General Electric Co. Chairman John F. Welch Jr. sometimes likens his company to a microcosm of the American economy.
Roughly one-third of its $2.28 billion in annual profits now comes from "smokestack" manufacturing industries; one-third from high-tech, and one-third from a broad range of services.
GE's proposed $6.28 billion merger with RCA Corp. demonstrates a strategy that has taken hold throughout the American business sector, particularly among big businesses, where billion-dollar mergers have become commonplace in the 1980s. GE represents, in microcosm, a guiding philosophy.
The key to that philosophy, Welch and his subordinates say, is a relentless struggle to build muscle and cut away fat, to add strength and eliminate weakness throughout the corporation. Greatly magnified, the same process is occurring throughout the economy.
GE's expansion will occur in services and high-technology businesses rather than smokestack manufacturing, because of the increasing vulnerability of old-line businesses to foreign competition. With the acquisition of RCA, high-tech and services will account for 80 percent of GE's earnings, and its push in that direction will increase, mirroring a shift by many other U.S. companies.
The flip side of its expansion is a continuing pruning of operations that cannot meet Welch's benchmarks for strength -- a policy of "aggressive restructuring" as GE executives call it. Since Welch took over, GE's absolute payroll has been cut from 400,000 in 1982 to 300,000 today. Within those overall numbers are cutbacks at many of the 250 installations that made up GE when Welch took over. Although Welch and other GE officials turned aside all questions on the subject, Wall Street analysts believe RCA will face the same scrutiny that resulted in those reductions, when the planned merger is completed in nine months.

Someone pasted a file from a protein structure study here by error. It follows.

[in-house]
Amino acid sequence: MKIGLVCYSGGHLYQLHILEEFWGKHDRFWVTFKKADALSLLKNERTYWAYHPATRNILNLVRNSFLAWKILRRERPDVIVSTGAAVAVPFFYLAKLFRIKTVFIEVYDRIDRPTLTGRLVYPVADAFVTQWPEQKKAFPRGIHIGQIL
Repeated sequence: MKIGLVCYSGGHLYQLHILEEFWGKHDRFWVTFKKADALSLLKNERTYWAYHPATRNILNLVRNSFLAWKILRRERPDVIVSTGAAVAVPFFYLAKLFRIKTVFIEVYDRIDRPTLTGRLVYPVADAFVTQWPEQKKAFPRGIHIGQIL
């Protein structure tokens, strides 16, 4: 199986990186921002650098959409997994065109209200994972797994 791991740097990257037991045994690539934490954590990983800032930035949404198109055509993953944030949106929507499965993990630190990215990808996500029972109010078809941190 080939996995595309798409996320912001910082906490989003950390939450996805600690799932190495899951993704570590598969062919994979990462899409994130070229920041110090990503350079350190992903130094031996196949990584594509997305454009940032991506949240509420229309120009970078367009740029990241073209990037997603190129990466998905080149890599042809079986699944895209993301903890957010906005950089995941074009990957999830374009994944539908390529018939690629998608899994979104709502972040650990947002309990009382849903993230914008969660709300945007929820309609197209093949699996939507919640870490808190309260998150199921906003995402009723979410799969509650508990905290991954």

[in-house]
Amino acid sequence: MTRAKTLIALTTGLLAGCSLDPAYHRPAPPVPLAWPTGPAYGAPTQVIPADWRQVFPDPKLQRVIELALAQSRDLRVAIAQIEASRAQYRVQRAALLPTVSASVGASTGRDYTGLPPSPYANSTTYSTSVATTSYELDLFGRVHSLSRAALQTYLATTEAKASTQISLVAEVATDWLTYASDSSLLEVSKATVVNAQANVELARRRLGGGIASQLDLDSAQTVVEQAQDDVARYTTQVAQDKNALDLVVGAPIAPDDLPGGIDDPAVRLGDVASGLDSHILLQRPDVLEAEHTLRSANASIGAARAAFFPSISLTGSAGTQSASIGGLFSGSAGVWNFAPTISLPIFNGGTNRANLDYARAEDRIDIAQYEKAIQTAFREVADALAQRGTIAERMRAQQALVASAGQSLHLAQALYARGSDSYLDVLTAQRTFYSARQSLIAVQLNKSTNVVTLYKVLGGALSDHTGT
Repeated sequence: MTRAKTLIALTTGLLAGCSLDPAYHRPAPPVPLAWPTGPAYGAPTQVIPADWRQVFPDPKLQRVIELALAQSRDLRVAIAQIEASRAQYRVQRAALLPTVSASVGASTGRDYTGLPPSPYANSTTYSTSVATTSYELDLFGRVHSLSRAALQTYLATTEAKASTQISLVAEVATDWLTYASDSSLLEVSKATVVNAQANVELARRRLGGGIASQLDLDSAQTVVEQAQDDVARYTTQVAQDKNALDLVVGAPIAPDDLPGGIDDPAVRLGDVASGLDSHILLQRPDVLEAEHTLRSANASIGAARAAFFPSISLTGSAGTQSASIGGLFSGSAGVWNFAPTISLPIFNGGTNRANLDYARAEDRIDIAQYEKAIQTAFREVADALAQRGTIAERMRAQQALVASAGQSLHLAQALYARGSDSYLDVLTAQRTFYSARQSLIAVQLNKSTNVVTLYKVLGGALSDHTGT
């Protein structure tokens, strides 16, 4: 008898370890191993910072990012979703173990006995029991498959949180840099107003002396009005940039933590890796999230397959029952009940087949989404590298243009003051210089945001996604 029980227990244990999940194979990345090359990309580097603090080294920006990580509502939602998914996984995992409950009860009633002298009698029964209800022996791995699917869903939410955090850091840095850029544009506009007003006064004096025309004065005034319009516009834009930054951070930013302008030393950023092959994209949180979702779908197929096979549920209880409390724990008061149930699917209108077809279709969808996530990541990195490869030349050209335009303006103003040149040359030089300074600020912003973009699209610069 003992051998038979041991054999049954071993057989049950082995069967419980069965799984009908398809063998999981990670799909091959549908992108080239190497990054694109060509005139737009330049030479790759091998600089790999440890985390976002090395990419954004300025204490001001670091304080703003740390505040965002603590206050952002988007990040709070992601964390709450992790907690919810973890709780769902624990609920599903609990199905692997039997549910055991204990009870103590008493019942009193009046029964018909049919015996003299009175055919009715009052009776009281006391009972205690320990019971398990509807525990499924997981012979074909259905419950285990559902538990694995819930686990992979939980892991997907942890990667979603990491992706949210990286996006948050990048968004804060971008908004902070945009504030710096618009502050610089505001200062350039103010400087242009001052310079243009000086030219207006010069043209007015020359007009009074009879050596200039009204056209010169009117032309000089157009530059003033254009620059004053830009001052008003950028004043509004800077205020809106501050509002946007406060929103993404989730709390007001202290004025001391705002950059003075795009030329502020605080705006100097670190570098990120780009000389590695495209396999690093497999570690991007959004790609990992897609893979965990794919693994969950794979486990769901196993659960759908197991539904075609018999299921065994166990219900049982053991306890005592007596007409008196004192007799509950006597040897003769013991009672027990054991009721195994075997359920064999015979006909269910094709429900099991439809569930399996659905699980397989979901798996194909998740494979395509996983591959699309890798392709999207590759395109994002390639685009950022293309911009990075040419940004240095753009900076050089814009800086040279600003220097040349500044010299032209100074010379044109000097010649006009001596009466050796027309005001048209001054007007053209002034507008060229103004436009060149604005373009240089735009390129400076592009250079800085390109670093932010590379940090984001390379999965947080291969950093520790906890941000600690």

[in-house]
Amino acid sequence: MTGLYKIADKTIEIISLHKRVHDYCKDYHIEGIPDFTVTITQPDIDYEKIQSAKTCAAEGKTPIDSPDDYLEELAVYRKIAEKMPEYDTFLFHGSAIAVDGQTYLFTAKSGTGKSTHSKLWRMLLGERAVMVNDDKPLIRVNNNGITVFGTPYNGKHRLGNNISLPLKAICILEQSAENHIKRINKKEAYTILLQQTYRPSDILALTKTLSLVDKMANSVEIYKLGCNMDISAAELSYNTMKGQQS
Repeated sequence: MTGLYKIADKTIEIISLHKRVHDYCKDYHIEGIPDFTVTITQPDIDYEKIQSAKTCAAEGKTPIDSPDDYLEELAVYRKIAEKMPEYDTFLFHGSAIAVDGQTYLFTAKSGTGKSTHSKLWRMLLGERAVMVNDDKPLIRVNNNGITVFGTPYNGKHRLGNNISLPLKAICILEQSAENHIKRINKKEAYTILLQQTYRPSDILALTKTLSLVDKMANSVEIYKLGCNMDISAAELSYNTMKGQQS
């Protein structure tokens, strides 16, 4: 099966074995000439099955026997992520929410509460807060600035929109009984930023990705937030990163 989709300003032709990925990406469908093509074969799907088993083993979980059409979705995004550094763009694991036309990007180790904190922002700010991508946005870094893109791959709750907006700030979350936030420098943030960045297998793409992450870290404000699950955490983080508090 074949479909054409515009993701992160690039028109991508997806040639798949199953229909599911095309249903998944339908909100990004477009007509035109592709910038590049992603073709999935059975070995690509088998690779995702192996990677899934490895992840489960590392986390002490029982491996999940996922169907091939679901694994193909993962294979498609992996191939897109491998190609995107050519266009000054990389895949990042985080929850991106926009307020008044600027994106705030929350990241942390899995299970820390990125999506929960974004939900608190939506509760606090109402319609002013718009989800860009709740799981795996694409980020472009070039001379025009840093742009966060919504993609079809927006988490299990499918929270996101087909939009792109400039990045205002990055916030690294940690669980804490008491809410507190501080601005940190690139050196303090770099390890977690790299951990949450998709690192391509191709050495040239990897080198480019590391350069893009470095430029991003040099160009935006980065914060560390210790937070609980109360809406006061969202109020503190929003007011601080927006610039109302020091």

There are more plant closings, and there is more automation in GE's future. As America's industrial base continues to erode in the face of competition, the survivors will be those with the lowest costs and greatest productivity, GE officials say. Making that transition less painful has become a primary issue between GE and its employes.
The strategy Welch laid down for GE four years ago, when he took over at the age of 45, was a demanding, unsentimental challenge. Each of its established businesses would have to be first or second in its market, or else GE would not keep them, said Welch. And within GE, there was no doubting the word of this no-nonsense, resourceful chemical engineer from a working-class Massachusetts family, who had rocketed through GE's management ranks.